Home Updates Women Activists Demand Rights in Taliban-Controlled Kabul

Women Activists Demand Rights in Taliban-Controlled Kabul

A small group of Afghan women activists protested near the presidential palace in Afghan-controlled Kabul to demand education, role in the upcoming government and constitutional law

A small group of Afghan women activists protested near the presidential palace in Afghan-controlled Kabul on Friday. The protestors were demoing the equal women rights from the insurgents as the Taliban are seeking international recognition and working on forming a government. Last month, just in a matter of days, the group captured the whole country when the United States forces started evacuation after twenty years of prolonged war.

Despite the life threat, the protestors called the Political Participation Network of Women marched in Kabul in front of the Finance Ministry of the country. Moreover, the group was chanting slogans for their rights, holding signboards demanding the involvement of women in the upcoming Afghan government, and requesting constitutional law. On the other hand, the Taliban is facing an urgent challenge of governing Afghanistan after twenty years of war that is majorly dependent on international aid.

Moreover, the insurgent group vowed to develop an inclusive government and a more moderate form of Islamic rule than their previous rule in the country from 1996 to 2001. However, several Afghans, especially women and journalists, are extremely skeptical and fear a rollback of fundamental rights gained over the last two decades.

Will the Taliban allow women to work outside and continue education?

During the last some days, it was the second protest of women in Kabul, while others were held in the western city of Herat. About twenty women gathered under the vigilant eyes of Taliban shooters who allowed them to proceed with the protest. Whereas the protestors were holding the microphones for raising slogans and their demands. Their demands include education access for women, their role in governing the country, and their right to resume work.

At one point, a Taliban gunman ventured into the crowd, but according to a witness, he was angry at the passersby who stopped to watch the protest and not the protestors themselves. According to CNN, Stephen Dujarric, the United Nations spokesperson, said on Friday that they have concerns regarding the human rights issues in Afghanistan, specifically, women’s rights. Further, he adds that it is authoritative that women have the right to work in a safe environment.

Women Activists Demand Fundamental Rights in Taliban-Controlled Kabul
Women Activists Demand Rights in Taliban-Controlled Kabul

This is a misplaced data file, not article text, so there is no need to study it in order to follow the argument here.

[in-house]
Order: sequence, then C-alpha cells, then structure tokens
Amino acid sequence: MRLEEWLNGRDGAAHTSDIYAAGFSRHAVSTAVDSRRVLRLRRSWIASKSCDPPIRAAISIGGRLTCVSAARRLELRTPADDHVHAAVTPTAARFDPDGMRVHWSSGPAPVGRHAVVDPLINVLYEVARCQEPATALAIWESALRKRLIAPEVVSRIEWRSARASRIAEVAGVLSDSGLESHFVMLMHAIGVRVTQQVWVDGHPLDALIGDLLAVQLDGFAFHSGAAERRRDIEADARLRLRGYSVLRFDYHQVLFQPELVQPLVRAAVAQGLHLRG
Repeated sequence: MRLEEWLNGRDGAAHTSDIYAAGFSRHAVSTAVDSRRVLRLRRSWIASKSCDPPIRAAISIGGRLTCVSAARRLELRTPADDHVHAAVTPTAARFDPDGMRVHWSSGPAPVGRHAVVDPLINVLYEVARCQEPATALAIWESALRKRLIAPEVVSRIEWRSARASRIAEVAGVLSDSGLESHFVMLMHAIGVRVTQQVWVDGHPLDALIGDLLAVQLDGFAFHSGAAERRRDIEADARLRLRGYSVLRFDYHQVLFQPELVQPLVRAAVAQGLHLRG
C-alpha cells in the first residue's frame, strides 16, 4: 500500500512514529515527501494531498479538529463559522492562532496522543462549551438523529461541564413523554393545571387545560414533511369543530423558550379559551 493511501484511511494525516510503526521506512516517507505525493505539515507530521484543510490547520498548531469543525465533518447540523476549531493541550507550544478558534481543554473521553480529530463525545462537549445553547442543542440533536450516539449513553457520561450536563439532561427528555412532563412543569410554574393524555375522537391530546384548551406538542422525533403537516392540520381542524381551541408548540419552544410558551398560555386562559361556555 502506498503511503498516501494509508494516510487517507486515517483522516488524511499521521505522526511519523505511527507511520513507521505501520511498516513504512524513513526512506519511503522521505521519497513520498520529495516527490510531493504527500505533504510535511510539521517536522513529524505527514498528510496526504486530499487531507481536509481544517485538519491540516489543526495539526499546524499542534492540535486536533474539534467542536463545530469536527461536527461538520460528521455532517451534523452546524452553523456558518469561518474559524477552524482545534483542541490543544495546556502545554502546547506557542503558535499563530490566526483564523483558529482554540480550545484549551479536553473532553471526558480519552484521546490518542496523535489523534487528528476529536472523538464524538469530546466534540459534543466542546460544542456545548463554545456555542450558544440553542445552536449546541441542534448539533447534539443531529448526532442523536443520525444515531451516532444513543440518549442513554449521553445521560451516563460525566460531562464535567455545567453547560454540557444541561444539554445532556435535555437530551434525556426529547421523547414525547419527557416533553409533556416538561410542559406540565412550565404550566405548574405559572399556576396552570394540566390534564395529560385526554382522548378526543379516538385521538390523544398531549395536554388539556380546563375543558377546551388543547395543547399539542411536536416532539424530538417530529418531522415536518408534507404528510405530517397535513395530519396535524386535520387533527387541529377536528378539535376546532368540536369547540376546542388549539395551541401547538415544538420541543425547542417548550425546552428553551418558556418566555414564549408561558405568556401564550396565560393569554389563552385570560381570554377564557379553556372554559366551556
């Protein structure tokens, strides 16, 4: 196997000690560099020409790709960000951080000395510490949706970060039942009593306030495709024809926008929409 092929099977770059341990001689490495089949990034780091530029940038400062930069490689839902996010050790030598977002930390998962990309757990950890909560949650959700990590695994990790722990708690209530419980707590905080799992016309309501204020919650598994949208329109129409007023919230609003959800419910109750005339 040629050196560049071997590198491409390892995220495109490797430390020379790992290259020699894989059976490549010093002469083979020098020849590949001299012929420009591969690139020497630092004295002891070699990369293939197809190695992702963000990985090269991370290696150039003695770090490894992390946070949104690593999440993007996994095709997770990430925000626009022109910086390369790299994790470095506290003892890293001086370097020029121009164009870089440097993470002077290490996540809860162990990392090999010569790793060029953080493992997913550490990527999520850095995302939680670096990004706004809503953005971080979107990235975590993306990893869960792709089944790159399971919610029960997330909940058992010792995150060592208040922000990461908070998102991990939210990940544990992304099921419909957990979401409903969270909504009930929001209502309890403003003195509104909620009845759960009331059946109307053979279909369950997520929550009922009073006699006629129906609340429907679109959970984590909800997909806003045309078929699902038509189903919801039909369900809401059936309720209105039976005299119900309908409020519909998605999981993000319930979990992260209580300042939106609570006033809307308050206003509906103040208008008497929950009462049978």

Source: Web

According to a Taliban source, they will allow women to work outside the home and continue their education. However, the group denied giving these rights to women during their previous rule in the country. Additionally, the Taliban pledged to impose Islamic law, or Sharia in Afghanistan, without providing details. Understandings of Islamic law differ extensively all over the world, with more moderate concerns predominating.

Concerns for Taliban during the Formation of Government

The unique tribal customs of Afghanistan were behind the earlier rule of the Taliban, under which women were not allowed to go publicly. Those traditions still endure, especially in the countryside, even during the twenty years of Western-backed governments. Moreover, the major concern for the Taliban is to support the country’s economy, which is facing a crisis.

Civil servants have not received their salaries for months, banks shut down ATM machines, and limiting per account withdrawals to $200 per week, resulting in large crowds outside the banks. On the other hand, aid groups warned of widespread hunger in Afghanistan amid a severe lack. Whereas the Taliban said that Western Union would resume transfers soon, which will help the locals to receive cash from their belongings living abroad. But Western Union still did not release any immediate comment on the resumption of service.

However, international authorities held and frozen most of the foreign reserves of Afghanistan while Western countries consider how to engage with the Taliban group and put pressure on the Afghan local currency. Taliban is also facing brutal fighting in Panjshir Valley, the only holdout against their sweep in the north of Kabul. According to Taliban, a senior group official based in Qatar, Sher Mohammad Stanikzai, recently met with German and British delegations.

Tens of thousands of Afghan nationals left the country after the insurgents captured Kabul on 15th August. Unfortunately, one hundred and sixty-nine Afghans and thirteen United States service members were killed in a suicide attack, and it marked a bitter end to the longest war of America. Instead, the Taliban assumed control of Kabul airport after the last U.S. forces flew out. Now they are trying to restore operations with the technical support of Turkey and Qatar.

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